1. Priority – 5:10
2. Standard – 6:00
3. Saturday Delivery – 5:10
E-flat Alto Saxophone
B-flat Tenor Saxophone/Soprano Saxophone
E-flat Baritone Saxophone
C Trumpet I-II-III
Horn in F
None discovered thus far.
Overnight Mail was commissioned by the Orkest de Volharding for their 25th anniversary. 17 minutes long, it is scored for their usual complement of instruments, three saxes, three trumpets, three trombones, flute, horn, piano and bass.
The titles of each of its three movements, Priority, Standard, and Saturday Delivery present the options for expediency when sending things, but musically, they represent different reactions to an abstract compositional problem I set up for myself: resolve dissonant notes (non-chord tones) by leaps rather than steps. For me this was important, because I want to write music that follows all the old rules of voice leading and counterpoint, but sound fresh. I truly believe that it is unusual and interesting to avoid parallel fifths and octaves, for which the result is not archaic. I view that concern as being almost radical.
The first movement's punchiness shows the particular tradition of Dutch musicianship, which this illustrious group, founded by Louis Andriessen, is the premiere example. Flowing, lengthy melodic variations are featured in the slower second movement, while the third movement draws its inspiration from what is known in popular groups as the "horn section": a trio of sax, trumpet, and trombone playing together in octaves, sometimes even in unison.
- Program Note by composer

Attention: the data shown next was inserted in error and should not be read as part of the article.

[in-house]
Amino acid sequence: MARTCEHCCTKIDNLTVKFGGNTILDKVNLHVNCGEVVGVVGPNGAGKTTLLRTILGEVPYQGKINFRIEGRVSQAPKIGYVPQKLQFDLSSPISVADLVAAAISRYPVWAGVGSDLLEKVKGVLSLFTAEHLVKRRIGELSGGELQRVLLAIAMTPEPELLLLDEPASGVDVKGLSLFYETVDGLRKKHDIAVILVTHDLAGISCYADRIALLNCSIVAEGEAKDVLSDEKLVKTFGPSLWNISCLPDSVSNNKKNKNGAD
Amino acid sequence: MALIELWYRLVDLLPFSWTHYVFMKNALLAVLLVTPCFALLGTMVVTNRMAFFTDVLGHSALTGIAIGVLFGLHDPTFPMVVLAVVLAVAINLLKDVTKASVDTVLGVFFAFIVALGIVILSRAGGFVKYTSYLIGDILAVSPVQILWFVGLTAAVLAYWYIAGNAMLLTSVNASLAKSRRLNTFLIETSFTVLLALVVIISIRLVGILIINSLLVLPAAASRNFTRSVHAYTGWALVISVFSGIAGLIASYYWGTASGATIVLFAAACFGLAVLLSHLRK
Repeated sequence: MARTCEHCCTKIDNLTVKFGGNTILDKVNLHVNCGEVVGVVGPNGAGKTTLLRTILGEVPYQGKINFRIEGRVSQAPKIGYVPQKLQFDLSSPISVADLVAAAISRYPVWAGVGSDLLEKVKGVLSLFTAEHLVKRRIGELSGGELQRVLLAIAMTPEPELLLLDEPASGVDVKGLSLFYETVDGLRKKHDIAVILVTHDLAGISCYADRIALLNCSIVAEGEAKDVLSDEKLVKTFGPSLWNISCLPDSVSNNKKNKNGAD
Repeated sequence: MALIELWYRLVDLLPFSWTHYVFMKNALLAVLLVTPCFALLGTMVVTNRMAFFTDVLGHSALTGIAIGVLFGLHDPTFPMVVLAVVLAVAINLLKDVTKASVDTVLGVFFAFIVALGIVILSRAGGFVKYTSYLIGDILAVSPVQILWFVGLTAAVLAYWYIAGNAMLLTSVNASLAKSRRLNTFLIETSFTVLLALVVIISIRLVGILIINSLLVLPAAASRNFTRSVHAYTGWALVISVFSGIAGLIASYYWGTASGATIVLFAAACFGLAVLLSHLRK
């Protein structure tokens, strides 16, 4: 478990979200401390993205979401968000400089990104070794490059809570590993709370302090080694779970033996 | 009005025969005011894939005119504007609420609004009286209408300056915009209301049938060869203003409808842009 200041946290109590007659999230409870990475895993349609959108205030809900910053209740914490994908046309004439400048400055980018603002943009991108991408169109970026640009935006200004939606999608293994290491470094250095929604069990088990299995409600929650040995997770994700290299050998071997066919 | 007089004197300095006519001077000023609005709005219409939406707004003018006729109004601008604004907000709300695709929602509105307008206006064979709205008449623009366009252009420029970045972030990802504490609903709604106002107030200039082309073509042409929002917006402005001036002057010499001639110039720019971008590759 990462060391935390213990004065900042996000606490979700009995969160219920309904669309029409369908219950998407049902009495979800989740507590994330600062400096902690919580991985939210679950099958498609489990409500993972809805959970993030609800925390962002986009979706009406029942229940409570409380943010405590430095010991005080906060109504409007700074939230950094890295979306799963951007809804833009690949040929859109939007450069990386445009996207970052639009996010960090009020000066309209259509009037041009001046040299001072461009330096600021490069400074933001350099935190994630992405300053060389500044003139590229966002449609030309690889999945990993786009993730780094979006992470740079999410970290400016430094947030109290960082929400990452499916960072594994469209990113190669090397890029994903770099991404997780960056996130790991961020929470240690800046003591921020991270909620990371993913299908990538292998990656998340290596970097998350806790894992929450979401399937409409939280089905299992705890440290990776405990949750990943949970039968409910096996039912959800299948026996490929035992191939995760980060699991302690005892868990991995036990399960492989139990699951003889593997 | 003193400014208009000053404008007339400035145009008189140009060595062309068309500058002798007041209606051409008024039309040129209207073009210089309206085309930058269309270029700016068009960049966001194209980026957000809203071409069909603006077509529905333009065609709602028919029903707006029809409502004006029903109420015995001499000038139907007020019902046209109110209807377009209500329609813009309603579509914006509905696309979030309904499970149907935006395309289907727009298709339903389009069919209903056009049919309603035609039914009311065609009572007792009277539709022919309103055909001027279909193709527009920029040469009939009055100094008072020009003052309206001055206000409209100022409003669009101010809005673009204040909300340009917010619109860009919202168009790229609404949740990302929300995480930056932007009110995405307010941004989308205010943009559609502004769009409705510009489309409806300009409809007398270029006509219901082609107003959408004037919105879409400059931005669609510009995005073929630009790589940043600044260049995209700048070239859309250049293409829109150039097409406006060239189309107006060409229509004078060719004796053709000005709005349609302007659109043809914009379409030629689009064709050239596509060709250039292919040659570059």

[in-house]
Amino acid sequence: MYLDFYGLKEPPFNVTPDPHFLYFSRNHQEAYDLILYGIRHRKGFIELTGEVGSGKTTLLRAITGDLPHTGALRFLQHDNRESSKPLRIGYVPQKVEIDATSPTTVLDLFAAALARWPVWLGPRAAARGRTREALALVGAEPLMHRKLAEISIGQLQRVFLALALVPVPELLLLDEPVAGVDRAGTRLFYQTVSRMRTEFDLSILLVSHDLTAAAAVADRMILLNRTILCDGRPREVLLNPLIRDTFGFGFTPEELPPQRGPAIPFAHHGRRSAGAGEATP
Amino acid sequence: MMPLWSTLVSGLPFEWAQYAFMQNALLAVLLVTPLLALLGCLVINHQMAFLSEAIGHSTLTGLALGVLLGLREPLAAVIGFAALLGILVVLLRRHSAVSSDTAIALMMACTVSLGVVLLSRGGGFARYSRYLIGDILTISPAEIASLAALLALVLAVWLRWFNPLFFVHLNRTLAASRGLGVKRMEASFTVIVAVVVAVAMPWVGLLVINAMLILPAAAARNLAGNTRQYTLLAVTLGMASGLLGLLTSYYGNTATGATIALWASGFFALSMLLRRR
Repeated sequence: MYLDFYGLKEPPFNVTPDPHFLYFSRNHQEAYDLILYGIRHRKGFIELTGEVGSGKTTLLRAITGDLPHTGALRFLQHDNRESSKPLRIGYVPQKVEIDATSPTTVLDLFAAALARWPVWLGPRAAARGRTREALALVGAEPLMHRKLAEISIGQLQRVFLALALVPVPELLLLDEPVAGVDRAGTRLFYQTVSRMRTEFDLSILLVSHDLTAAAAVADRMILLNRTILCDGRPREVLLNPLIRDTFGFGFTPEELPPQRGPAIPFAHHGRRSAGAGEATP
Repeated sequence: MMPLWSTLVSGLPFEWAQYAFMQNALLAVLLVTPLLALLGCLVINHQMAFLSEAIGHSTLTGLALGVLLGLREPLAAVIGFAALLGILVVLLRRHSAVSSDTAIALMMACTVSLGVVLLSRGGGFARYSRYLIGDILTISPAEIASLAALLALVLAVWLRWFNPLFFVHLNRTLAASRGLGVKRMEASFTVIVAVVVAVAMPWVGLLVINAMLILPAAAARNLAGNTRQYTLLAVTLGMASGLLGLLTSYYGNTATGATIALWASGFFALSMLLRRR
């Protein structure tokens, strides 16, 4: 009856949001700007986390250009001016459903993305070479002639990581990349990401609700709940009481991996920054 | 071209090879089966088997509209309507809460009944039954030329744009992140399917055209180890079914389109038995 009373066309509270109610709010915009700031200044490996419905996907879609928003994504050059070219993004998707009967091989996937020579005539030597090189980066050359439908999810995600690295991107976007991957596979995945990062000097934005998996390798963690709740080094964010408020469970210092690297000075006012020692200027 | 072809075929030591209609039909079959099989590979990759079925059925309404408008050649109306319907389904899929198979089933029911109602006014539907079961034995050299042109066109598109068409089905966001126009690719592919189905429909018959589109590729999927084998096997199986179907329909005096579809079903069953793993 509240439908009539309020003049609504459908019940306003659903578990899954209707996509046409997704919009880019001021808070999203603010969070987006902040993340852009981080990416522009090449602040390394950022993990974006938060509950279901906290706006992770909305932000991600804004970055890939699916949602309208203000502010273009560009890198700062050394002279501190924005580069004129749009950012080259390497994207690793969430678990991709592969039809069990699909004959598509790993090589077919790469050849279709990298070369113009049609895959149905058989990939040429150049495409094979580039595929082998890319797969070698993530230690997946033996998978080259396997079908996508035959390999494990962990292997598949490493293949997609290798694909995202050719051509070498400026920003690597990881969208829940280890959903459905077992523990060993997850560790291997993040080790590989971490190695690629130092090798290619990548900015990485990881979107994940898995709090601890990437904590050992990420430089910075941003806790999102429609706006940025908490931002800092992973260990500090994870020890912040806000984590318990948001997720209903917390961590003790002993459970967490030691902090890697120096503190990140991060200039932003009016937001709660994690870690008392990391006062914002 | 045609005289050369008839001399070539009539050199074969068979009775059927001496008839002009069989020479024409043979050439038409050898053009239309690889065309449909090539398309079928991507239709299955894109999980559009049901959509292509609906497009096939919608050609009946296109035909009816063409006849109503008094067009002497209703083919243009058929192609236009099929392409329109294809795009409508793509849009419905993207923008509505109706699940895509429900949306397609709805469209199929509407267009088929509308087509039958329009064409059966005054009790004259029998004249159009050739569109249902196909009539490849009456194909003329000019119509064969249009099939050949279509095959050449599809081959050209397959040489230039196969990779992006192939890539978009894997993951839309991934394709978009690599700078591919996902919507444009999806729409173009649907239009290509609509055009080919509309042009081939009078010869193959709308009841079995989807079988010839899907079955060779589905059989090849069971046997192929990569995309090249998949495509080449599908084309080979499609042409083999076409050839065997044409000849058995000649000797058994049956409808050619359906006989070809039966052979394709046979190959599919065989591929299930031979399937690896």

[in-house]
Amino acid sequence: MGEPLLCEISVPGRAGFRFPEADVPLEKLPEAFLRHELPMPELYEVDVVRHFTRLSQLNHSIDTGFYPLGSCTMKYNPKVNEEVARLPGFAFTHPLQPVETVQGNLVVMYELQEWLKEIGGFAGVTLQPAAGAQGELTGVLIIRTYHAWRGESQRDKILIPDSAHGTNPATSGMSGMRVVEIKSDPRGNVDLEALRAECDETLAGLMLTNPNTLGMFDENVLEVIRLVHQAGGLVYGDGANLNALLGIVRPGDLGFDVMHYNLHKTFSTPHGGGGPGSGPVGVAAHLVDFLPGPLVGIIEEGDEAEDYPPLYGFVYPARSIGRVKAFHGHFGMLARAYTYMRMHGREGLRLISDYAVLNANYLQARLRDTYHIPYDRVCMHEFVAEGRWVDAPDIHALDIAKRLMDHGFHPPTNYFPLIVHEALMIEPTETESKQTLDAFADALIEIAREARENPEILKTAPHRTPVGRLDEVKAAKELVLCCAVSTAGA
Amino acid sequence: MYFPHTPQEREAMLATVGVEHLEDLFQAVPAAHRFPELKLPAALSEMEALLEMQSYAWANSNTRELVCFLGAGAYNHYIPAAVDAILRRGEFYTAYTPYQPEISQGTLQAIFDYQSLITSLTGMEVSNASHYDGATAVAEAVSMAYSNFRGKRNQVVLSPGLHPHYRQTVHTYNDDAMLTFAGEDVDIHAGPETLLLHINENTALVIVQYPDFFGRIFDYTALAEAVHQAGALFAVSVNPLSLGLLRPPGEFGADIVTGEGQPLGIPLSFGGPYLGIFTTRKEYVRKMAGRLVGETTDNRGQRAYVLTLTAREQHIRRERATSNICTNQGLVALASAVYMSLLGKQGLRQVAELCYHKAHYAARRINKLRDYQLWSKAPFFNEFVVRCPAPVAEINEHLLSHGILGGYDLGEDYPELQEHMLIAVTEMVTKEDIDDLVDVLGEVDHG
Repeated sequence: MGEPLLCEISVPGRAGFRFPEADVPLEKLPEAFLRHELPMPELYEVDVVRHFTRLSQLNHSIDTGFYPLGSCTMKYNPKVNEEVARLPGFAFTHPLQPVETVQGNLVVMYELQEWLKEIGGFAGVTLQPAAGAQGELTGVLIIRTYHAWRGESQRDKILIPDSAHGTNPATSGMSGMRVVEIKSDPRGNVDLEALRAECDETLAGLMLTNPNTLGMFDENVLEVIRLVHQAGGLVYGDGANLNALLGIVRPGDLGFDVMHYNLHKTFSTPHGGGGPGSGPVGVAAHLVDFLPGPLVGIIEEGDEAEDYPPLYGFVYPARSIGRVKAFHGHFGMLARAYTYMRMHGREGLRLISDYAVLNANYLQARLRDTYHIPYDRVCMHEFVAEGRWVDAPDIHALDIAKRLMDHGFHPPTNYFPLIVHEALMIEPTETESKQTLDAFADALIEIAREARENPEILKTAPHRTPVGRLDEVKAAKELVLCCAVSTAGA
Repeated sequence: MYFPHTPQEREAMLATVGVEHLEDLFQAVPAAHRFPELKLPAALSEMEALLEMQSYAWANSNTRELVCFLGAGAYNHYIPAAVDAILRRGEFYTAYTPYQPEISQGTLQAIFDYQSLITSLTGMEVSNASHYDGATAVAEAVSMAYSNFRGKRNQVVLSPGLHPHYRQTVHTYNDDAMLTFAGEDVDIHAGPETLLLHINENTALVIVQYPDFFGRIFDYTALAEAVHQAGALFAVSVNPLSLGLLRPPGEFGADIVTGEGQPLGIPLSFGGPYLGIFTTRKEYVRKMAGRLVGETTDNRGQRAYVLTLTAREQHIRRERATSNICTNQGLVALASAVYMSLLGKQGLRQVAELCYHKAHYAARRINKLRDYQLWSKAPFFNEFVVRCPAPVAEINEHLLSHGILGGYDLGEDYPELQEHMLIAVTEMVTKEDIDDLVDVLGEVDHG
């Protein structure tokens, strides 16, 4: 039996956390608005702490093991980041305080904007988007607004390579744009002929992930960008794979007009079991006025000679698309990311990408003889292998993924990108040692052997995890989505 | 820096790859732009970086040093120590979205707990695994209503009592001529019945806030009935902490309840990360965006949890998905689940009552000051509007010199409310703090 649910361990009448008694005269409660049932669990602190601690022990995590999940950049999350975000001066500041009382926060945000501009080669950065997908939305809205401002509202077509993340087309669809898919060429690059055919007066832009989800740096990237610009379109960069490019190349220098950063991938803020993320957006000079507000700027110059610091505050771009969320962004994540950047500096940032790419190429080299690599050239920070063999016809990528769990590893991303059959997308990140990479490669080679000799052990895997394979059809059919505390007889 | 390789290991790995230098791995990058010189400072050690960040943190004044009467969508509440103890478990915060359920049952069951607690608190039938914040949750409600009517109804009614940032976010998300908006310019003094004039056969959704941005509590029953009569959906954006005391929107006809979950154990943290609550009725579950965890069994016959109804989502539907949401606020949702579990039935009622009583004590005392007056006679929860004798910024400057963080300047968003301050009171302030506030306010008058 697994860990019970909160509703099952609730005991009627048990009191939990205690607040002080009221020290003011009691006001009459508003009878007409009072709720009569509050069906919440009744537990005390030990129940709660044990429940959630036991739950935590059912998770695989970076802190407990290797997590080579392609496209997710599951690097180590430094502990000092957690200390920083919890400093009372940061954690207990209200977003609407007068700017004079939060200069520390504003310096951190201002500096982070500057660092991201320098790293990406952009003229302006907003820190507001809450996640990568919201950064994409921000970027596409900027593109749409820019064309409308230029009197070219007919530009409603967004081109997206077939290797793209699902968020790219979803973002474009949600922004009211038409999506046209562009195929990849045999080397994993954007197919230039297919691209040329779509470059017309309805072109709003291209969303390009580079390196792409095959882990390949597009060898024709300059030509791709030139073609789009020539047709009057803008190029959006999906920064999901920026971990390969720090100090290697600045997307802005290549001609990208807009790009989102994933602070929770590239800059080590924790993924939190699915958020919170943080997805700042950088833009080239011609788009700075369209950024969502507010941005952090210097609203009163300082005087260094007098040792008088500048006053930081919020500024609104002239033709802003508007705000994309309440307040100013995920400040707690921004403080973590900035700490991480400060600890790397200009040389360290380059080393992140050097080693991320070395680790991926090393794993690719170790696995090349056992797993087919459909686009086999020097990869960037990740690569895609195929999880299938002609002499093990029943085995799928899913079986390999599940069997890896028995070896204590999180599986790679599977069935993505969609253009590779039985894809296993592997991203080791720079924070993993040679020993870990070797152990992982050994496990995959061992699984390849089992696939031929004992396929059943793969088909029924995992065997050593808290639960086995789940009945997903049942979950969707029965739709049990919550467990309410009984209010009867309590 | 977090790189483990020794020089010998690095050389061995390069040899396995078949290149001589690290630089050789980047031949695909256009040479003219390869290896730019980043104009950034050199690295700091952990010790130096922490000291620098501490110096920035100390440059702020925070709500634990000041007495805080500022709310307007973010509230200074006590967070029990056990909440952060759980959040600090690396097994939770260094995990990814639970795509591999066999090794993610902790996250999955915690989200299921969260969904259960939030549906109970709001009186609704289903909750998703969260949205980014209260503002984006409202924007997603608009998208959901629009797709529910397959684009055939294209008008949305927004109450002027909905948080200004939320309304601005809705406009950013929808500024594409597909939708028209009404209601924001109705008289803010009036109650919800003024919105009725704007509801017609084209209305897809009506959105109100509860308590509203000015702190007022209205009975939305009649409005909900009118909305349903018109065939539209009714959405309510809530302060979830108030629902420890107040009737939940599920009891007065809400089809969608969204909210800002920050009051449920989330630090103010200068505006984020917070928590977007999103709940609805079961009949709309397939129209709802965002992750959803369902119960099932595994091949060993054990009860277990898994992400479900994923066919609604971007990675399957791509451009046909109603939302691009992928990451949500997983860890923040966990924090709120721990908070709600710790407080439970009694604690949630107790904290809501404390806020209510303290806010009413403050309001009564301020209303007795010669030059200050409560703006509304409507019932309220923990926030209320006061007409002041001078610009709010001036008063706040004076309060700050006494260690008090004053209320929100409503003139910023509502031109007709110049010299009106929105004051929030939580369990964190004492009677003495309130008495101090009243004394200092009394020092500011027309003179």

The three movements of Overnight Mail suggest some modern modes of written communication in their frenetic activity (Priority), leisurely reassurance (Standard), and smoky jazziness (Saturday Delivery), but from a compositional point-of-view they deal with a technique central to Torke's distinctive voice—what he refers to by the too-modest designation of "melody and accompaniment." Much of the irresistible drive of Torke's music comes from the superimposition of two or more brilliantly colored but transparent instrumental or vocal layers: one perhaps in streams of chords and strongly syncopated, another more continuous and lyrical, a third mediating between the two. The various layers, which can migrate among soloists and instrumental groups, are of equal importance, without the dominance and subordination implied by conventional "melody and accompaniment," and have distinctive characters that frequently recall the harmonic, rhythmic, and orchestration practices of pop and rock, but also look to such classical masters as Stravinsky, Beethoven, and Bach in their thematic development and compelling momentum.
Torke's fast movements are electrically kinetic, as though the feet were stamping the ground while the arms reach toward the sky, so that just about everything he writes seems danceable, a quality that his music shares, and for similar reasons, with that of Stravinsky. Standard, the second movement of Overnight Mail, one of Torke's most beautiful pieces, uses this layering technique at a slower tempo to create a hymnal effect of superimposed choirs.
- Program Note from liner notes of Ecstatic CD Michael Torke: Four
- Audio CD: Orkest de Volharding (Jurjen Hempel, conductor) - 1998
None discovered thus far.
To submit a performance please join The Wind Repertory Project
- American Chamber Winds (United States) (David Waybright, conductor) – 18 July 2017 - WASBE Conference (Utrecht, Netherlands)
Works for Winds by this Composer
- Adjustable Wrench (1989)
- Bliss (2003/2013)
- Bright Blue Music (arr. Kirk) (1985)
- Four Wheel Drive (2004)
- Grand Central Station (2000)
- Javelin (tr. Patterson) (1994/2000)
- Kiss, The (2006)
- Mojave (2010)
- Overnight Mail (1997)
- Rapture (2001)
- Telephone Book (1985/1995)
- Michael Torke website Accessed 18 July 2017
- Torke, M. (1997). Overnight Mail, 1997 [score]. Adjustable Music: [Brooklyn, N.Y.]